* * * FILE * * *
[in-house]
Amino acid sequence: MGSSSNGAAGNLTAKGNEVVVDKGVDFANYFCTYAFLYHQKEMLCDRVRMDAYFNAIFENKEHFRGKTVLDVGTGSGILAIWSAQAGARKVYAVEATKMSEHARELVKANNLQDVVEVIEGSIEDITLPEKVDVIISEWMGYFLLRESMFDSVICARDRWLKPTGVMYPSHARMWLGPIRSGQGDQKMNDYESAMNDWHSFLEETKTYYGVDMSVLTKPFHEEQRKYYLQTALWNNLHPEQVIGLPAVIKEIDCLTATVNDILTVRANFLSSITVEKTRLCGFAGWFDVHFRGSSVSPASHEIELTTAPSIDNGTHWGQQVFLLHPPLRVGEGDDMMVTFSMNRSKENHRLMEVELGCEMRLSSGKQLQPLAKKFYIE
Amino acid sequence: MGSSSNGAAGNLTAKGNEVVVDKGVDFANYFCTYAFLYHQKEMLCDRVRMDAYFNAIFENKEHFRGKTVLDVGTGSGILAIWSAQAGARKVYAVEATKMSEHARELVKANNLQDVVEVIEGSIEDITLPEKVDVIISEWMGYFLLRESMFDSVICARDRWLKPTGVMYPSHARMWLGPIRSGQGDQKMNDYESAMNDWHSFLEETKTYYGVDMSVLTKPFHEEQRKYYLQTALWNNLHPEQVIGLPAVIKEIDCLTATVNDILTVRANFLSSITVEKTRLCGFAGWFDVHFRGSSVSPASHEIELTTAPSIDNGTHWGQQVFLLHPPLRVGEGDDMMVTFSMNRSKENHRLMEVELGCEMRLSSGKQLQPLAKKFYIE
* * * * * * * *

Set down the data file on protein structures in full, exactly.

[in-house]
Amino acid sequence: MGSSSNGAAGNLTAKGNEVVVDKGVDFANYFCTYAFLYHQKEMLCDRVRMDAYFNAIFENKEHFRGKTVLDVGTGSGILAIWSAQAGARKVYAVEATKMSEHARELVKANNLQDVVEVIEGSIEDITLPEKVDVIISEWMGYFLLRESMFDSVICARDRWLKPTGVMYPSHARMWLGPIRSGQGDQKMNDYESAMNDWHSFLEETKTYYGVDMSVLTKPFHEEQRKYYLQTALWNNLHPEQVIGLPAVIKEIDCLTATVNDILTVRANFLSSITVEKTRLCGFAGWFDVHFRGSSVSPASHEIELTTAPSIDNGTHWGQQVFLLHPPLRVGEGDDMMVTFSMNRSKENHRLMEVELGCEMRLSSGKQLQPLAKKFYIE
Amino acid sequence: MGSSSNGAAGNLTAKGNEVVVDKGVDFANYFCTYAFLYHQKEMLCDRVRMDAYFNAIFENKEHFRGKTVLDVGTGSGILAIWSAQAGARKVYAVEATKMSEHARELVKANNLQDVVEVIEGSIEDITLPEKVDVIISEWMGYFLLRESMFDSVICARDRWLKPTGVMYPSHARMWLGPIRSGQGDQKMNDYESAMNDWHSFLEETKTYYGVDMSVLTKPFHEEQRKYYLQTALWNNLHPEQVIGLPAVIKEIDCLTATVNDILTVRANFLSSITVEKTRLCGFAGWFDVHFRGSSVSPASHEIELTTAPSIDNGTHWGQQVFLLHPPLRVGEGDDMMVTFSMNRSKENHRLMEVELGCEMRLSSGKQLQPLAKKFYIE